Extreme weather across Britain has caused significant disruption and damage to the railway.

Our teams have worked around in the clock in certain areas to respond to issues caused by Storm Ciara, Storm Dennis and additional heavy rainfall, and get passengers moving again.

Thank you for bearing with us while we carry out this vital work.

Please check National Rail Enquiries for up-do-date travel information before you start your journey.

Here’s an update of some of our progress:

Services resume on storm damaged Dumfries railway

Passenger services resumed between Kilmarnock and Dumfries on March 16 after we completed work to reopen the line in Scotland.

The section of the line near Holywood in Dumfries and Galloway had closed on February 10 after Storm Ciara’s 90mph winds and extreme rainfall caused the nearby River Nith to erode an embankment beneath the railway.

Kilmarnock and Dumfries and passenger services have now resumed

Detailed examination of the landslip by specialist engineers confirmed 1,700 ton of debris had slipped from beneath the railway with much of it spilling into the river and taking out a retaining wall in the process.

Our engineers worked 24 hours a day, seven days a week to remove the debris from the river, install rock armour protection and strengthen the riverside before rebuilding and re-profiling the railway embankment.

Landslips explained

How we respond to landslips

Repairs complete after one of South East's biggest landslips

We reopened the railway between Redhill and Tonbridge on March 16 – two weeks earlier than expected after completing repairs to the Edenbridge landslip.

This section of the railway closed on December 22 after one of the region’s biggest ever landslips. We worked with contractor BAM Nuttall to repair the damage.

Fiona Taylor, route director for Kent at Network Rail, said: “This has been an incredibly challenging landslip for us to repair and it has been a difficult time for passengers too. I’m so grateful to them for their patience and understanding they’ve shown to us this winter and I’m really pleased we are able to open their railway sooner than we expected. It’s a huge tribute to all the people who are working so hard on site to get this job done.”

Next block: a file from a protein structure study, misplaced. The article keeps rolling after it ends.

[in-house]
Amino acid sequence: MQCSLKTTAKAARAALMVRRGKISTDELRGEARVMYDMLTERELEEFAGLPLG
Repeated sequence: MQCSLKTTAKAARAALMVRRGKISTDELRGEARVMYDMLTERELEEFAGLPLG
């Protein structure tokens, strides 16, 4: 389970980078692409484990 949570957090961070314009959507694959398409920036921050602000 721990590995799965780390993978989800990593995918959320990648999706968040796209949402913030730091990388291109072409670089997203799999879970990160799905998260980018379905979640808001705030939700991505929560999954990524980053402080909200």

New track at Edenbridge

Cumbrian Coast line

Gallery: the damage at Parton

We began emergency repairs on the Cumbrian Coast line last week following 60mph winds and huge waves driven by 10m high tides, which battered the railway bridge at Parton.

The onshore swells hurled rocks from the beach, cracking the walls and ceiling of the bridge and destabilising the railway above.

Images above of the track show a section of ground giving way just inches from the railway.

Our engineers’ first move was to halt trains to keep passengers safe while we took urgent steps to fix the problem.

Cross City line reopens

The tree on the Cross City line

The Cross City line between Lichfield Trent Valley and Birmingham New Street fully opened last week after a fallen tree tore down overhead power lines.

Network Rail's engineers worked around the clock from March 11 to clear the tree, fix the damaged wires, test them and safely reopen the railway as quickly as possible.

The tree fell onto the railway from neighbouring land near Wylde Green station, pulling down the overhead power lines as it fell. This resulted in the line being closed between Lichfield and New Street.

Dave Penney, Network Rail’s Central route director, said: “I am sorry for the disruption caused to journeys throughout yesterday. Clearing the tree from the line was not the challenge, it was repairing the overhead lines which were pulled down as it fell onto the tracks. We did all we could to fix them and reopen the railway as quickly as possible.

“While the tree fell from a neighbouring property, this type of incident highlights why we carry out vegetation management on our land to reduce the chances of passengers being disrupted like this. I want to thank everyone affected for their patience.”

Read more:

Storm Dennis: how we're responding

How storms and flooding affect the railway.

Landslips

Climate change and weather resilience on the railway

Our seasonal track treatment and weather support fleet

Earthworks asset management